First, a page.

With all the record-breaking storms bombarding our world these days, I was reminded of Ludwig van Beethoven’s Sonata No. 17, Movement 3, also known as “The Tempest,” which is one of my favorite pieces of all time.
The Tempest is gorgeous, dark, and certainly tempestuous, a mood we can all relate to sometimes! The Tempest theme which I originally arranged for my song book called: The Music Remedy No. 2: 12 Passionate Pieces to Move You from Anxiety to Calm, is appropriate for the intermediate student.
I hope you are doing well in your part of the world. This month I am traveling to Barolo, Italy for my daughter’s wedding! It’s very exciting, and is also keeping me up nights thinking about all I need to do before my trip. I am also visiting Provence, a place I have wanted to go for decades. If you have any recommendations for places to see or people to meet in Provence, please message me! What are your summer plans? No doubt they will include lots of piano playing. If a storm hits, don’t worry, just go to your piano and play The Tempest!
To celebrate Mother’s Day this month, I am posting the funny song And Her Mother Came Too by Ivor Novello with lyrics by Dion Titheradge. I first learned of the song when I saw the film Gosford Park, which portrays Ivor Novello singing the song. The song is about an annoying Mother-in-law who never gives a couple any privacy. Since I will become a Mother-in-law in June, and hope to be more sensitive than the mother-in-law in this song, I thought it might be a fun song to learn for Mother’s Day.
My arrangement of And Her Mother Came too originally appeared in my book 👆🏽Songs of the Seasons: Spring👆🏽 but it is available for free to my subscribers for a year, so print it today!
Notice in my demonstration video below and in the Gosford Park performance, that the first page is played and sung with a rubato feel (freely, not to a beat), then the beat comes in on the second page, and the second and third pages are played in time.
I hope you have a happy Mother’s Day wherever you are, and enjoy playing this great and humorous old song this month. Leave a comment below and tell us how your piano practice is going. What have you been playing lately? I love hearing from you!
I’ve been revisiting some beautiful old folk songs lately. With all the pain and difficulty in the world right now, these songs bring comfort and connect us to our joy. In 2018 I gave you an intermediate arrangement of Shenandoah, a gorgeous 19th Century ballad popular with lonely river men and sailors. Today I have an advanced arrangement for you, and will also reissue the intermediate arrangement to you. The advanced arrangement is only available for a year, so print today! After that it will be for sale along with many more of my arrangements at Sheet Music Plus.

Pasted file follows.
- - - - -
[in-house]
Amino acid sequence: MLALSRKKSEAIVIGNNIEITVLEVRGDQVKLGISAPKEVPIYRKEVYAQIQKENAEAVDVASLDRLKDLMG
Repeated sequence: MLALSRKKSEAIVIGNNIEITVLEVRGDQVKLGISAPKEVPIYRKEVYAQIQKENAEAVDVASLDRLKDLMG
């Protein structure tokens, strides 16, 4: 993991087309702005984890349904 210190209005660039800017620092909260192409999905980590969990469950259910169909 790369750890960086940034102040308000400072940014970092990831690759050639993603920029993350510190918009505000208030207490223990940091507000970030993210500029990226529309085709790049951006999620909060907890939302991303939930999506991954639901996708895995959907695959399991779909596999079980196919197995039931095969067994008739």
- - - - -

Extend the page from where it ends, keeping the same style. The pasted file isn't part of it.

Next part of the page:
Click DOWNLOAD to print my intermediate arrangement of Shenandoah. Hint: the first 2 notes in the treble staff are F and G. Sorry they are so low, but I wanted to offer this arrangement in the Key of C, which put the first 2 notes on the F and G below middle C 😊
I hope you enjoy playing Shenandoah this month! If you are a beginner, just play the top notes of the intermediate arrangement, wherever you see lyrics. Ignore the notes with no lyrics below them- they are what we call “fils.” Fils fill in the spaces between the melody, but are not part of the melody.
Happy Easter, Ramadan and Passover to all who celebrate, and enjoy the splendor of spring! With love and music, Gaili
Our beloved Wolfgang Amadeus Mozart was born on this day, January 27, in 1756, in Salzburg, Austria. To celebrate his birthday and to set the mood for February, the month of love 💌, I have arranged Mozart’s Romanze, the beautifully tender and tranquill 2nd Movement of his piece Eine Kleine Nachtmusik. I have arranged a Romanze movement for both beginners and intermediate pianists, and have also included the advanced sheet music below.
I hope you celebrate Mozart’s birthday by listening to and playing some of his exquisitely beautiful music! Have a great weekend wherever you are, and enjoy a Romanze-filled February! With love and music, Gaili
P.S. If you are new to this blog, welcome! I am a veteran piano teacher of 35 years! I post free sheet music every month, arranged for beginning to intermediate piano students, plus worksheets, practice tips and information on music and the brain. I have written piano instruction books for older adults (UpperHandsPiano.com), younger adults and teens (PianoPowered.com), Songs of the Seasonspiano sheet music books for seasonal classical and popular favorites, and my latest piano/guitar/vocals books calledThe Music Remedy: sheet music collections to restore and revitalize the spirit. Check out my books on the websites above, or click below to view a few of them on Amazon.com.